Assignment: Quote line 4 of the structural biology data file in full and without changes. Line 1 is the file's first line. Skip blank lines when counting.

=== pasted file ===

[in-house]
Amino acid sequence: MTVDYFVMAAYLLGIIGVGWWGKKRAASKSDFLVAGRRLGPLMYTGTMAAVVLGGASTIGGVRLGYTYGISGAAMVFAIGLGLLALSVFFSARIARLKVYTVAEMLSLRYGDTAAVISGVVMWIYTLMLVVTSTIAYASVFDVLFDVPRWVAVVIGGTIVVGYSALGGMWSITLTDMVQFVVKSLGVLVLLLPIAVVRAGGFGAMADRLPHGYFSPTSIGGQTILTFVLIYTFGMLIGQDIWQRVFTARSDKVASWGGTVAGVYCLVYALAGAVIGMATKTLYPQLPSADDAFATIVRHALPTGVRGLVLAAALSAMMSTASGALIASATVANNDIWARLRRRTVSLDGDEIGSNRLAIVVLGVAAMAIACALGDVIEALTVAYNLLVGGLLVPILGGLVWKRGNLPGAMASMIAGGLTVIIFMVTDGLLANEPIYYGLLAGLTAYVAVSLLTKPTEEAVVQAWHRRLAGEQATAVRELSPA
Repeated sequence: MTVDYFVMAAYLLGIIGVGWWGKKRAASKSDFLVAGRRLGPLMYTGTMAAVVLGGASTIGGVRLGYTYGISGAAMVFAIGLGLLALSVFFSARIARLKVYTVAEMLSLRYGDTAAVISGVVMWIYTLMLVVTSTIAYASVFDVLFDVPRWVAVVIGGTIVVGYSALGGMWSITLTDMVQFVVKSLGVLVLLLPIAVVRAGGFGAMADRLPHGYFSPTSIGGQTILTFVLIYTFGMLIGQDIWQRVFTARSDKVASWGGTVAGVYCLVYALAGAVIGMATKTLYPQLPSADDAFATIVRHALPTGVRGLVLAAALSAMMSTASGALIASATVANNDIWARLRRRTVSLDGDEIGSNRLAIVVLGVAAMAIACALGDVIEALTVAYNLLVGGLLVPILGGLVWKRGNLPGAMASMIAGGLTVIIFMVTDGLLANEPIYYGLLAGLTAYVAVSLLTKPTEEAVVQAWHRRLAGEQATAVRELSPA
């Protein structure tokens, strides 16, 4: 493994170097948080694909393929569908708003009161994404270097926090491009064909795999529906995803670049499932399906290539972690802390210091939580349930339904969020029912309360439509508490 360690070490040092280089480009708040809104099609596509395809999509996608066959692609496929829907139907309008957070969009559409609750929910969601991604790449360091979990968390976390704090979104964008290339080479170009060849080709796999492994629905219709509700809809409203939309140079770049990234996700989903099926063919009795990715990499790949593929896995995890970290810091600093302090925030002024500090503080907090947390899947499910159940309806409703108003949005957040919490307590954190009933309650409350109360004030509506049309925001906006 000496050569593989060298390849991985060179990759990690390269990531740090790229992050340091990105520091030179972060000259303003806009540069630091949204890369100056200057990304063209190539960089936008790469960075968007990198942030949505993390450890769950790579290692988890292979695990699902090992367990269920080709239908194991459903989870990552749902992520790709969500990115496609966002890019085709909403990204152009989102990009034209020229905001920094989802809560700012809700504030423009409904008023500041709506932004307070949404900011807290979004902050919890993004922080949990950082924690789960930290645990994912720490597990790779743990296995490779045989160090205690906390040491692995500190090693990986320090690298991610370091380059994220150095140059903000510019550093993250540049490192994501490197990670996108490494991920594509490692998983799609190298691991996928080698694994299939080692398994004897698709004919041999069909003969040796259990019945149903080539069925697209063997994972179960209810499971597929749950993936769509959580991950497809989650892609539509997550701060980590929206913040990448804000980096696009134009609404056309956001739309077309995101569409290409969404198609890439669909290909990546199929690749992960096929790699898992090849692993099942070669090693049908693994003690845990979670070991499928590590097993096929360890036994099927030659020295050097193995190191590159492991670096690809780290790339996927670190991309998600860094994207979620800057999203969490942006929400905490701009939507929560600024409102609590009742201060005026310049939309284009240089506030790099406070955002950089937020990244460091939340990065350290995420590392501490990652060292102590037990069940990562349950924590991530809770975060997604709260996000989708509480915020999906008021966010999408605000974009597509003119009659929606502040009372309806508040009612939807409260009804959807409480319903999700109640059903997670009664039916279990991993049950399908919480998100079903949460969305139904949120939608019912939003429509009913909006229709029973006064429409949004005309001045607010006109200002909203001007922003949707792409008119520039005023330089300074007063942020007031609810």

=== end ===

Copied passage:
């Protein structure tokens, strides 16, 4: 493994170097948080694909393929569908708003009161994404270097926090491009064909795999529906995803670049499932399906290539972690802390210091939580349930339904969020029912309360439509508490 360690070490040092280089480009708040809104099609596509395809999509996608066959692609496929829907139907309008957070969009559409609750929910969601991604790449360091979990968390976390704090979104964008290339080479170009060849080709796999492994629905219709509700809809409203939309140079770049990234996700989903099926063919009795990715990499790949593929896995995890970290810091600093302090925030002024500090503080907090947390899947499910159940309806409703108003949005957040919490307590954190009933309650409350109360004030509506049309925001906006 000496050569593989060298390849991985060179990759990690390269990531740090790229992050340091990105520091030179972060000259303003806009540069630091949204890369100056200057990304063209190539960089936008790469960075968007990198942030949505993390450890769950790579290692988890292979695990699902090992367990269920080709239908194991459903989870990552749902992520790709969500990115496609966002890019085709909403990204152009989102990009034209020229905001920094989802809560700012809700504030423009409904008023500041709506932004307070949404900011807290979004902050919890993004922080949990950082924690789960930290645990994912720490597990790779743990296995490779045989160090205690906390040491692995500190090693990986320090690298991610370091380059994220150095140059903000510019550093993250540049490192994501490197990670996108490494991920594509490692998983799609190298691991996928080698694994299939080692398994004897698709004919041999069909003969040796259990019945149903080539069925697209063997994972179960209810499971597929749950993936769509959580991950497809989650892609539509997550701060980590929206913040990448804000980096696009134009609404056309956001739309077309995101569409290409969404198609890439669909290909990546199929690749992960096929790699898992090849692993099942070669090693049908693994003690845990979670070991499928590590097993096929360890036994099927030659020295050097193995190191590159492991670096690809780290790339996927670190991309998600860094994207979620800057999203969490942006929400905490701009939507929560600024409102609590009742201060005026310049939309284009240089506030790099406070955002950089937020990244460091939340990065350290995420590392501490990652060292102590037990069940990562349950924590991530809770975060997604709260996000989708509480915020999906008021966010999408605000974009597509003119009659929606502040009372309806508040009612939807409260009804959807409480319903999700109640059903997670009664039916279990991993049950399908919480998100079903949460969305139904949120939608019912939003429509009913909006229709029973006064429409949004005309001045607010006109200002909203001007922003949707792409008119520039005023330089300074007063942020007031609810």